Robot does nothing (as it already has all the answers it needs).

Result: Safe robots. Brilliant!

Ah. Hang on a moment. How did the robot know to treat the child as property, because for the robot to be safe it has to treat the child both as a human being and as property? Then there’s the dilemmas of property and timeliness in general. How does the robot know what you do and don’t own, and what happens tomorrow? The child asks again for a chocolate bar and the robot does nothing as the previous answers still apply – or do they? How long before a “no” or a “yes” no longer applies? The robot would have to keep checking and rechecking everything ad-nauseum.

Result: Annoying and ineffective robots. Not so brilliant. 

Obedient Robots

Let’s make this even simpler. Let’s just have one law:

1) A robot must obey orders given it by human beings.

This simply makes the robot an obedient tool that is as good or as bad as the adult controlling it. Let’s hand the morality decisions back to the adult. Great. We’ve now created a robot with no complex dilemmas whatsoever – a bit like a gun…

Result: Robots that you need a licence to own and that can’t be taken out in public.

Independent Robots

In essence, the only way to produce intelligent, effective and safe robots is to make them fully autonomous. We then have to hope that because they are not fundamentally an organism designed to compete for resources (as we are) that their intelligence will reach different conclusions to us and they will solve the “safe robot” question for us.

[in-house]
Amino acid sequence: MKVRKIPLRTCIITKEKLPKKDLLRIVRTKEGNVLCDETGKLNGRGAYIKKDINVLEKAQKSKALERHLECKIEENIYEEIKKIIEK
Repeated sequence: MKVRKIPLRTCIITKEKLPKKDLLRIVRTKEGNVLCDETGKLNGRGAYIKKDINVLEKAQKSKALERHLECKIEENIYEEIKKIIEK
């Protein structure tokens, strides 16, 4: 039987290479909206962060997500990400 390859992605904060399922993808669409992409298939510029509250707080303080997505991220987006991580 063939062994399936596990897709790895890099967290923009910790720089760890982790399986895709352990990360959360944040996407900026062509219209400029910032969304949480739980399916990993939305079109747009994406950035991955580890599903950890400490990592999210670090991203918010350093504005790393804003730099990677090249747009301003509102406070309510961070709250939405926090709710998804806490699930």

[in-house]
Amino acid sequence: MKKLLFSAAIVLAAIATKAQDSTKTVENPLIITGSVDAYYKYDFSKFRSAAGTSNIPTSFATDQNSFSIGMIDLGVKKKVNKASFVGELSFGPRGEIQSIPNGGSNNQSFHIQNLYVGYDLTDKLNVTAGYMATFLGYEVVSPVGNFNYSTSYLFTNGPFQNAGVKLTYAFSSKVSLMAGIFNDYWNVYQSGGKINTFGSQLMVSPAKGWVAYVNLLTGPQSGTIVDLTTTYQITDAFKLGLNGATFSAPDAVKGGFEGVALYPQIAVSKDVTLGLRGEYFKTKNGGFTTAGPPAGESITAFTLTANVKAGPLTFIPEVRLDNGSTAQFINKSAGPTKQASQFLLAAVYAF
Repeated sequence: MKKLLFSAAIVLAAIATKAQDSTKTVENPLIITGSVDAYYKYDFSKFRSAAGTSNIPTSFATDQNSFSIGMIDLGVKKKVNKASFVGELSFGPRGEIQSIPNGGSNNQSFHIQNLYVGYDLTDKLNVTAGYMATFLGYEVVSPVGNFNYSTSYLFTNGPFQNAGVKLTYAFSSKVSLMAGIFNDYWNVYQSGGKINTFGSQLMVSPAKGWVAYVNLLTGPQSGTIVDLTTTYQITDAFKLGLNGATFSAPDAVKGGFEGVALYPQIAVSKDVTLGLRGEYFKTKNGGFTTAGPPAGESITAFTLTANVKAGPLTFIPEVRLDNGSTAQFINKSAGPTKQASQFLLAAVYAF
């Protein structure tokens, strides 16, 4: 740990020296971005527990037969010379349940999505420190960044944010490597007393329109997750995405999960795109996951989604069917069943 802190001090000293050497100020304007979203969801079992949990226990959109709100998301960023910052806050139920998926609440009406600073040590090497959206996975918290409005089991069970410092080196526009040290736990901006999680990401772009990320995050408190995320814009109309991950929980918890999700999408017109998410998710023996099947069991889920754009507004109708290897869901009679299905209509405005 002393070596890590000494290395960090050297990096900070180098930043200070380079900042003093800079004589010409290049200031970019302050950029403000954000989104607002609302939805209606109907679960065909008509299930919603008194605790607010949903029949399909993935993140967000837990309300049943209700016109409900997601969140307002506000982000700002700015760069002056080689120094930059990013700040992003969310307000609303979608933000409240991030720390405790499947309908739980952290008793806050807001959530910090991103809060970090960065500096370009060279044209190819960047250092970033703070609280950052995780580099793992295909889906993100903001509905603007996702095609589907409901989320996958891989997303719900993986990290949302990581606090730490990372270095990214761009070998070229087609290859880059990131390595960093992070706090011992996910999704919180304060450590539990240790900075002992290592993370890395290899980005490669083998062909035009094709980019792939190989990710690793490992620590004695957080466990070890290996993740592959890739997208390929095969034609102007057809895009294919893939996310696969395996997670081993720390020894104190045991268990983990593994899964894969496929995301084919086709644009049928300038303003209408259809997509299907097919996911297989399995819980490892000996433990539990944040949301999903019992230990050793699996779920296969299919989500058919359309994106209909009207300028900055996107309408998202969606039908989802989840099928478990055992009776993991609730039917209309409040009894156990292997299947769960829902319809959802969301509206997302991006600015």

Of course, this would be an enormous gamble and it’s never going to happen…

So, dangerous and/or ineffective robots it is then.

Regards
The Enterprising Architect

4 June 2015

Chained to the Desk – The Sequel



Not Now Jon
In a previous post entitled “Chained to the Desk - TheParadigm Shift” I discussed the importance of questioning everything and the danger of accepting the current paradigm I gave examples of how the status quo can perpetuate for years and even decades before someone introduces an innovation that once suggested seems so obvious it is amazing that it was never thought of before.